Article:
2014 marks the 200th anniversary of the birth of the Norwegian nation following centuries of Danish rule. This book gives a comprehensive account of that entire 200-year period, and analyses how Norwegians defined, fought over, and developed their own independent Scandinavian language, differentiating it from Danish and Swedish, through language planning. The almost two centuries of Norwegian language planning and conflict encompassed an extraordinary sociolinguistic experiment which led to decades of intense linguistic struggle and which has had no parallel anywhere else in the world. This fascinating book-length case study provides students and scholars in sociolinguistics, historical linguistics, language planning and language policy with a richly detailed insight into the uniqueness of the Norwegian language development.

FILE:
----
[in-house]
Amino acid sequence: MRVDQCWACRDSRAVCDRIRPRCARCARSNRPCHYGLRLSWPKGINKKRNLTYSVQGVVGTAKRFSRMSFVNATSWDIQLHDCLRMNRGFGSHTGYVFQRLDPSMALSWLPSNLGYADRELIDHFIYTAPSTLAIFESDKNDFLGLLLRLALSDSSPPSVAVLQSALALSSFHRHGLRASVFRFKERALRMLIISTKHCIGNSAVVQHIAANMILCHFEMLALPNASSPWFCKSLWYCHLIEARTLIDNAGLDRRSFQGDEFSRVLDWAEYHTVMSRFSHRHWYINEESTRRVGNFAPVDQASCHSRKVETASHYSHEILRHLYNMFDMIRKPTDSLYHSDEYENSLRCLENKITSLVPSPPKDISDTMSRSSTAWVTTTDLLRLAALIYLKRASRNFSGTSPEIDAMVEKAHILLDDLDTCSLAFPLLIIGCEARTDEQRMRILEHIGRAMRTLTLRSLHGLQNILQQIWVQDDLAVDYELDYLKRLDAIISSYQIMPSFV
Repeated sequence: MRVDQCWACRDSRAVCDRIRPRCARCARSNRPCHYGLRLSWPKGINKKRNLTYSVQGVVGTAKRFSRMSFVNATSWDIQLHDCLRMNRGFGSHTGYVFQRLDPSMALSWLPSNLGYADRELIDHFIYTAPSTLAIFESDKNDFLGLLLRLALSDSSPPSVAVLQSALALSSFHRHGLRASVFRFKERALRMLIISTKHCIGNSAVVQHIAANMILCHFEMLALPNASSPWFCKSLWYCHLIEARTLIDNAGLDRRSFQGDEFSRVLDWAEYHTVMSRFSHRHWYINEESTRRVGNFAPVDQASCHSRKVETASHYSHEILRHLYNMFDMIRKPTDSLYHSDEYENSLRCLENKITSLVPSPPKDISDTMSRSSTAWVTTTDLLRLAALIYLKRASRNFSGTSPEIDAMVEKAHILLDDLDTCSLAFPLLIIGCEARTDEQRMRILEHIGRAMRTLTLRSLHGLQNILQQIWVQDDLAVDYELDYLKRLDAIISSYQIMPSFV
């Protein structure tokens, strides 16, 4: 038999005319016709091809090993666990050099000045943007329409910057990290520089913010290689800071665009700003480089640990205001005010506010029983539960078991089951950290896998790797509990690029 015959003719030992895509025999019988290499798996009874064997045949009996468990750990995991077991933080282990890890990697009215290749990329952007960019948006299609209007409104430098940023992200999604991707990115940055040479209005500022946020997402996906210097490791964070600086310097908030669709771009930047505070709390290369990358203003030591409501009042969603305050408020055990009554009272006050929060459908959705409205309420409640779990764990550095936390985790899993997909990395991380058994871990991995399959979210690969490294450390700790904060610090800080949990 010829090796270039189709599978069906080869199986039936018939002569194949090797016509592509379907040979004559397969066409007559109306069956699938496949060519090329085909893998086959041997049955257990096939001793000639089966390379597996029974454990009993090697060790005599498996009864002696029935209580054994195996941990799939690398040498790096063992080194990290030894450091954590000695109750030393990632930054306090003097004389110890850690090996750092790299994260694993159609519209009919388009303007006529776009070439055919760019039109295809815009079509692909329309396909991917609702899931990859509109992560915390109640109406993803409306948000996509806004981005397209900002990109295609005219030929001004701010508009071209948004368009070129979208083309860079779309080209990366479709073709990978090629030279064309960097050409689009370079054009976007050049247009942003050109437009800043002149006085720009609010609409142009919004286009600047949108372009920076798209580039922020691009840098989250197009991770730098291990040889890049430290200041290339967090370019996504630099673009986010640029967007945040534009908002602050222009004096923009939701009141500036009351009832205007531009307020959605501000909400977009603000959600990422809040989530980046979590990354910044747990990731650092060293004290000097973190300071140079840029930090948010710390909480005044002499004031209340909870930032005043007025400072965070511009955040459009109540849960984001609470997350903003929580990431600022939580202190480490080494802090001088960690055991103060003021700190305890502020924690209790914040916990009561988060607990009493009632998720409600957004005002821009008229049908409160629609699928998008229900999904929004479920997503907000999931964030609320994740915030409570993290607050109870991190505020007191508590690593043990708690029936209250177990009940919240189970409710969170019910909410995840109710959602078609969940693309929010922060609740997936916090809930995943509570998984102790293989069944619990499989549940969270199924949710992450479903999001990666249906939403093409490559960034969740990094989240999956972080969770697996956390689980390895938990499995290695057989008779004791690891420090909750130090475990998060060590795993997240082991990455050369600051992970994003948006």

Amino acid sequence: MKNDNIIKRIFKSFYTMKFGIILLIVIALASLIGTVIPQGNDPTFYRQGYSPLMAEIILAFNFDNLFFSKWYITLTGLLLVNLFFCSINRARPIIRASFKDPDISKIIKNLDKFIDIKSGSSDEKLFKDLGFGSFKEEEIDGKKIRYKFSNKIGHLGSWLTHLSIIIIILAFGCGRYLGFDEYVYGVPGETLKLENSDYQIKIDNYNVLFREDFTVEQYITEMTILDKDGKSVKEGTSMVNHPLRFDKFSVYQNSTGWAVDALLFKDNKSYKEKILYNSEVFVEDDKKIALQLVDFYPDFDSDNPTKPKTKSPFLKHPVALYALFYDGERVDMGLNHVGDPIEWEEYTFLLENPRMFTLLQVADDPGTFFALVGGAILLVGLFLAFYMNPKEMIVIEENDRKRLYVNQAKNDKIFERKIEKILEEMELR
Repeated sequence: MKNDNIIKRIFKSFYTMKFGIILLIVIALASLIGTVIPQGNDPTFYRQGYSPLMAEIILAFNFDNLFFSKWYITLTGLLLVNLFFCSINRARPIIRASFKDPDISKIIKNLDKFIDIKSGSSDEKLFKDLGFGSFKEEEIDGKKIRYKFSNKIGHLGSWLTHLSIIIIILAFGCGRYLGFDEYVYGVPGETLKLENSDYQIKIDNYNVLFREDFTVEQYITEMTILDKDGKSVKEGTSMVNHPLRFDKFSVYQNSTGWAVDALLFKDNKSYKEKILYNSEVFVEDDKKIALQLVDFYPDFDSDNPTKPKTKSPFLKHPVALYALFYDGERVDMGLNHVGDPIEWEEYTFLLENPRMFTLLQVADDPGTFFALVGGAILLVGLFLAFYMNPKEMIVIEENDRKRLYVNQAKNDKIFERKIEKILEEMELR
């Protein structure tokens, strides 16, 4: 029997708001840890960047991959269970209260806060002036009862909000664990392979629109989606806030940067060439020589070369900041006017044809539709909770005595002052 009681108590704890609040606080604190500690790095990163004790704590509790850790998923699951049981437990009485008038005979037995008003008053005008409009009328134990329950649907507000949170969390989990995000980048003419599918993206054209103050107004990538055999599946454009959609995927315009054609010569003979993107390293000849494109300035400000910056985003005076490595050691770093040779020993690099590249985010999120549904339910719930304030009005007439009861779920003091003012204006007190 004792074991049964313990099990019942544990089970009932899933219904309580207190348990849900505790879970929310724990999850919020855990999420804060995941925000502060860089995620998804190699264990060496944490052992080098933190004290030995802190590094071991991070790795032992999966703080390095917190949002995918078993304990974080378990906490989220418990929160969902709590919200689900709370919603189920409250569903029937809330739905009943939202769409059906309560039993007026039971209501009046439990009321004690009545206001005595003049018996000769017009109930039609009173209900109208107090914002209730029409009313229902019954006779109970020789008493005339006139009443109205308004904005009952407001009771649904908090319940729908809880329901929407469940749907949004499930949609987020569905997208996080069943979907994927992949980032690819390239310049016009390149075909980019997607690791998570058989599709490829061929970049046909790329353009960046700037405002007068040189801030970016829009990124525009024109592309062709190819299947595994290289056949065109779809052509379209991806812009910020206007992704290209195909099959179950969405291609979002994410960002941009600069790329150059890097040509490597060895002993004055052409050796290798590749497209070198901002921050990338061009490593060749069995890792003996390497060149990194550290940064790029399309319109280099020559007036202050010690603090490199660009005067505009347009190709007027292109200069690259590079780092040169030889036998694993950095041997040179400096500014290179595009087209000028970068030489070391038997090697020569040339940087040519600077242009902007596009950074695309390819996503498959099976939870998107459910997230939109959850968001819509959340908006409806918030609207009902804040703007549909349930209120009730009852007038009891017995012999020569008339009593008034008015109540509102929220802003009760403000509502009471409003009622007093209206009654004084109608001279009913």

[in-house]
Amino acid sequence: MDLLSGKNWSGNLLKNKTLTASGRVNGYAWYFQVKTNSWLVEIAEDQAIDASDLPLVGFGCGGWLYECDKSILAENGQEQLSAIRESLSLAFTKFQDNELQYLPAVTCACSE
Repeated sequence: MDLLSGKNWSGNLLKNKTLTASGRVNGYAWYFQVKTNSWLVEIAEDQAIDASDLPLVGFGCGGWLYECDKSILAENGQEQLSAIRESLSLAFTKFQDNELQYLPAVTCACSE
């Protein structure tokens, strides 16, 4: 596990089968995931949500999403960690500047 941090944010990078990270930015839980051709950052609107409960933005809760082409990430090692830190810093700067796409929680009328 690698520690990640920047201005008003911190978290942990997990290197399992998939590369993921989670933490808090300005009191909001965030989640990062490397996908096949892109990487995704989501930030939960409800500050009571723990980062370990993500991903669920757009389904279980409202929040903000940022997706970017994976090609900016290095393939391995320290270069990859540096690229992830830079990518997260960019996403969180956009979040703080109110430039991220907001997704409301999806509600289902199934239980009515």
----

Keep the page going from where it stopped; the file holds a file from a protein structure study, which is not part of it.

Language Planning as a Sociolinguistic Experiment
Edinburgh University Press
The Case of Modern Norwegian
Education & Reference